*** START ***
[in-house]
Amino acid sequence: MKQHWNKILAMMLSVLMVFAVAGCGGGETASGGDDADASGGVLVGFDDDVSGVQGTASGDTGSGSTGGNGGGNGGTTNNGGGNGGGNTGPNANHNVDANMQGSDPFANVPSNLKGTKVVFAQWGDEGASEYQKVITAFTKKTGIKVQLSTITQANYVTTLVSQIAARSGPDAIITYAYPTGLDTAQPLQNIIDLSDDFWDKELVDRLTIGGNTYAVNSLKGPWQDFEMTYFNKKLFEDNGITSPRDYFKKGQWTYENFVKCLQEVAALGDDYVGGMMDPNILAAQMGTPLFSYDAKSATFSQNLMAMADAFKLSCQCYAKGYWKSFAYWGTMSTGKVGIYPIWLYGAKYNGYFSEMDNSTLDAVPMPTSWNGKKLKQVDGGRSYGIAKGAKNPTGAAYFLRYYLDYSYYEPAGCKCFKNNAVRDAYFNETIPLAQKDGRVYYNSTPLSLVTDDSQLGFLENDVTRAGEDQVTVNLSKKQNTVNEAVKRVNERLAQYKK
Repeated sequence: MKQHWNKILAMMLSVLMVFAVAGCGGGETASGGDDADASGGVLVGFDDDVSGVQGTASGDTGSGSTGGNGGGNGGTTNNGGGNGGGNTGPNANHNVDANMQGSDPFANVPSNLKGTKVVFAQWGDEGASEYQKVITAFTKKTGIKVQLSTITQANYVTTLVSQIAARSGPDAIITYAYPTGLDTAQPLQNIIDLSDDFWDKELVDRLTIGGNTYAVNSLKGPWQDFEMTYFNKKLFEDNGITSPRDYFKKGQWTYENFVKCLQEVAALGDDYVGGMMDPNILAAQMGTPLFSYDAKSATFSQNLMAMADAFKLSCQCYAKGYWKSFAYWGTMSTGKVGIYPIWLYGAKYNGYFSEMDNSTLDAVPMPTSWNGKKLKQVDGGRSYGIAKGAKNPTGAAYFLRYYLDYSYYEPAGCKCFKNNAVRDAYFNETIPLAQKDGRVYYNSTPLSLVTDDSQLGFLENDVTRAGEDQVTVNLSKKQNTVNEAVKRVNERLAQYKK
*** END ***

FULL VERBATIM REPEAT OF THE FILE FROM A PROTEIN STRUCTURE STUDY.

[in-house]
Amino acid sequence: MKQHWNKILAMMLSVLMVFAVAGCGGGETASGGDDADASGGVLVGFDDDVSGVQGTASGDTGSGSTGGNGGGNGGTTNNGGGNGGGNTGPNANHNVDANMQGSDPFANVPSNLKGTKVVFAQWGDEGASEYQKVITAFTKKTGIKVQLSTITQANYVTTLVSQIAARSGPDAIITYAYPTGLDTAQPLQNIIDLSDDFWDKELVDRLTIGGNTYAVNSLKGPWQDFEMTYFNKKLFEDNGITSPRDYFKKGQWTYENFVKCLQEVAALGDDYVGGMMDPNILAAQMGTPLFSYDAKSATFSQNLMAMADAFKLSCQCYAKGYWKSFAYWGTMSTGKVGIYPIWLYGAKYNGYFSEMDNSTLDAVPMPTSWNGKKLKQVDGGRSYGIAKGAKNPTGAAYFLRYYLDYSYYEPAGCKCFKNNAVRDAYFNETIPLAQKDGRVYYNSTPLSLVTDDSQLGFLENDVTRAGEDQVTVNLSKKQNTVNEAVKRVNERLAQYKK
Repeated sequence: MKQHWNKILAMMLSVLMVFAVAGCGGGETASGGDDADASGGVLVGFDDDVSGVQGTASGDTGSGSTGGNGGGNGGTTNNGGGNGGGNTGPNANHNVDANMQGSDPFANVPSNLKGTKVVFAQWGDEGASEYQKVITAFTKKTGIKVQLSTITQANYVTTLVSQIAARSGPDAIITYAYPTGLDTAQPLQNIIDLSDDFWDKELVDRLTIGGNTYAVNSLKGPWQDFEMTYFNKKLFEDNGITSPRDYFKKGQWTYENFVKCLQEVAALGDDYVGGMMDPNILAAQMGTPLFSYDAKSATFSQNLMAMADAFKLSCQCYAKGYWKSFAYWGTMSTGKVGIYPIWLYGAKYNGYFSEMDNSTLDAVPMPTSWNGKKLKQVDGGRSYGIAKGAKNPTGAAYFLRYYLDYSYYEPAGCKCFKNNAVRDAYFNETIPLAQKDGRVYYNSTPLSLVTDDSQLGFLENDVTRAGEDQVTVNLSKKQNTVNEAVKRVNERLAQYKK